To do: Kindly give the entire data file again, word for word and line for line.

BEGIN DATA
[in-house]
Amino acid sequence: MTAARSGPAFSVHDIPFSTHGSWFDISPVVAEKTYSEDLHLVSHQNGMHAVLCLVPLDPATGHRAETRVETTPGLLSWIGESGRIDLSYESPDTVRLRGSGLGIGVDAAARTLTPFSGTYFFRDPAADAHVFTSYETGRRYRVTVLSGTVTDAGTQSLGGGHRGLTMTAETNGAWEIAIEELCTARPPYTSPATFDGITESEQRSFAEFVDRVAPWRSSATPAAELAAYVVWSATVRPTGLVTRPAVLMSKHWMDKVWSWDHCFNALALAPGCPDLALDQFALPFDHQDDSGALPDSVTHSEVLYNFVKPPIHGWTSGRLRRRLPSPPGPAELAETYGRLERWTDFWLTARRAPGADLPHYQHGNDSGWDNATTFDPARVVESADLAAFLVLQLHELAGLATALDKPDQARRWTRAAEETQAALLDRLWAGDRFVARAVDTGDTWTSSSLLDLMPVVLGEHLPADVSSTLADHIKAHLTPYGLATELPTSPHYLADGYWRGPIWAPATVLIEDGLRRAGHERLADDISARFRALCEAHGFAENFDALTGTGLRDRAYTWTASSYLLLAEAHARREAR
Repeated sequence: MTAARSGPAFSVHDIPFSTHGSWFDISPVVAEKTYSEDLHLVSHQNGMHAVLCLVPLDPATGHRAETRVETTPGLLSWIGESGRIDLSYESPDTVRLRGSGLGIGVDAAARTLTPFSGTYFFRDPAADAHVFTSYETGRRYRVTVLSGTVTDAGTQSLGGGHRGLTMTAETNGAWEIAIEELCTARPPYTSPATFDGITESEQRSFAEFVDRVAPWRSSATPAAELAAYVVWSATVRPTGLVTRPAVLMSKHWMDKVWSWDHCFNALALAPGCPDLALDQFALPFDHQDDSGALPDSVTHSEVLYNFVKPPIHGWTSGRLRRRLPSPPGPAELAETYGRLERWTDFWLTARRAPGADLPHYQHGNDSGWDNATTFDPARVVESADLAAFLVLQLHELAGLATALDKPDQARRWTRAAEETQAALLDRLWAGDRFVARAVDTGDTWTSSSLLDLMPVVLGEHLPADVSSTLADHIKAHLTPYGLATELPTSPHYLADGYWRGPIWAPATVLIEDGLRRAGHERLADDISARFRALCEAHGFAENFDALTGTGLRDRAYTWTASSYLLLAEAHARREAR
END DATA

[in-house]
Amino acid sequence: MTAARSGPAFSVHDIPFSTHGSWFDISPVVAEKTYSEDLHLVSHQNGMHAVLCLVPLDPATGHRAETRVETTPGLLSWIGESGRIDLSYESPDTVRLRGSGLGIGVDAAARTLTPFSGTYFFRDPAADAHVFTSYETGRRYRVTVLSGTVTDAGTQSLGGGHRGLTMTAETNGAWEIAIEELCTARPPYTSPATFDGITESEQRSFAEFVDRVAPWRSSATPAAELAAYVVWSATVRPTGLVTRPAVLMSKHWMDKVWSWDHCFNALALAPGCPDLALDQFALPFDHQDDSGALPDSVTHSEVLYNFVKPPIHGWTSGRLRRRLPSPPGPAELAETYGRLERWTDFWLTARRAPGADLPHYQHGNDSGWDNATTFDPARVVESADLAAFLVLQLHELAGLATALDKPDQARRWTRAAEETQAALLDRLWAGDRFVARAVDTGDTWTSSSLLDLMPVVLGEHLPADVSSTLADHIKAHLTPYGLATELPTSPHYLADGYWRGPIWAPATVLIEDGLRRAGHERLADDISARFRALCEAHGFAENFDALTGTGLRDRAYTWTASSYLLLAEAHARREAR
Repeated sequence: MTAARSGPAFSVHDIPFSTHGSWFDISPVVAEKTYSEDLHLVSHQNGMHAVLCLVPLDPATGHRAETRVETTPGLLSWIGESGRIDLSYESPDTVRLRGSGLGIGVDAAARTLTPFSGTYFFRDPAADAHVFTSYETGRRYRVTVLSGTVTDAGTQSLGGGHRGLTMTAETNGAWEIAIEELCTARPPYTSPATFDGITESEQRSFAEFVDRVAPWRSSATPAAELAAYVVWSATVRPTGLVTRPAVLMSKHWMDKVWSWDHCFNALALAPGCPDLALDQFALPFDHQDDSGALPDSVTHSEVLYNFVKPPIHGWTSGRLRRRLPSPPGPAELAETYGRLERWTDFWLTARRAPGADLPHYQHGNDSGWDNATTFDPARVVESADLAAFLVLQLHELAGLATALDKPDQARRWTRAAEETQAALLDRLWAGDRFVARAVDTGDTWTSSSLLDLMPVVLGEHLPADVSSTLADHIKAHLTPYGLATELPTSPHYLADGYWRGPIWAPATVLIEDGLRRAGHERLADDISARFRALCEAHGFAENFDALTGTGLRDRAYTWTASSYLLLAEAHARREAR